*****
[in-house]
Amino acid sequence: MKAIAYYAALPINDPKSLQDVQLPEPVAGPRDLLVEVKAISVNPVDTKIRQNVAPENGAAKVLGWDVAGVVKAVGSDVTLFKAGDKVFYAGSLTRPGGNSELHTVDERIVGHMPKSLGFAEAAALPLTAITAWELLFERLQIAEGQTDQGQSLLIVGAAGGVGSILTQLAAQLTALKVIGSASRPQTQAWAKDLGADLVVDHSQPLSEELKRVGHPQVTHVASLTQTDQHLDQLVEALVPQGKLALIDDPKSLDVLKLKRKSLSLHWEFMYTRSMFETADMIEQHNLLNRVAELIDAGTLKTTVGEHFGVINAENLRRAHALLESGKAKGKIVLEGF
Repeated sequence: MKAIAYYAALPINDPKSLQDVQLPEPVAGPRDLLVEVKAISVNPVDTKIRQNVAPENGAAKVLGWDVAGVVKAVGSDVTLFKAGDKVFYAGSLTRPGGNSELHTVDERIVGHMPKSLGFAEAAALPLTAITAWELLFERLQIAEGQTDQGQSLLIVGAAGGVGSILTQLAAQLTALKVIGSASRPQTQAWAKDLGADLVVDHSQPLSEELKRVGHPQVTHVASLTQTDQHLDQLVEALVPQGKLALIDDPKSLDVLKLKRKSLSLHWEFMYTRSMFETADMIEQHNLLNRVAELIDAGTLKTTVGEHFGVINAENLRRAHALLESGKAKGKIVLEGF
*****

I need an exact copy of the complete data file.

[in-house]
Amino acid sequence: MKAIAYYAALPINDPKSLQDVQLPEPVAGPRDLLVEVKAISVNPVDTKIRQNVAPENGAAKVLGWDVAGVVKAVGSDVTLFKAGDKVFYAGSLTRPGGNSELHTVDERIVGHMPKSLGFAEAAALPLTAITAWELLFERLQIAEGQTDQGQSLLIVGAAGGVGSILTQLAAQLTALKVIGSASRPQTQAWAKDLGADLVVDHSQPLSEELKRVGHPQVTHVASLTQTDQHLDQLVEALVPQGKLALIDDPKSLDVLKLKRKSLSLHWEFMYTRSMFETADMIEQHNLLNRVAELIDAGTLKTTVGEHFGVINAENLRRAHALLESGKAKGKIVLEGF
Repeated sequence: MKAIAYYAALPINDPKSLQDVQLPEPVAGPRDLLVEVKAISVNPVDTKIRQNVAPENGAAKVLGWDVAGVVKAVGSDVTLFKAGDKVFYAGSLTRPGGNSELHTVDERIVGHMPKSLGFAEAAALPLTAITAWELLFERLQIAEGQTDQGQSLLIVGAAGGVGSILTQLAAQLTALKVIGSASRPQTQAWAKDLGADLVVDHSQPLSEELKRVGHPQVTHVASLTQTDQHLDQLVEALVPQGKLALIDDPKSLDVLKLKRKSLSLHWEFMYTRSMFETADMIEQHNLLNRVAELIDAGTLKTTVGEHFGVINAENLRRAHALLESGKAKGKIVLEGF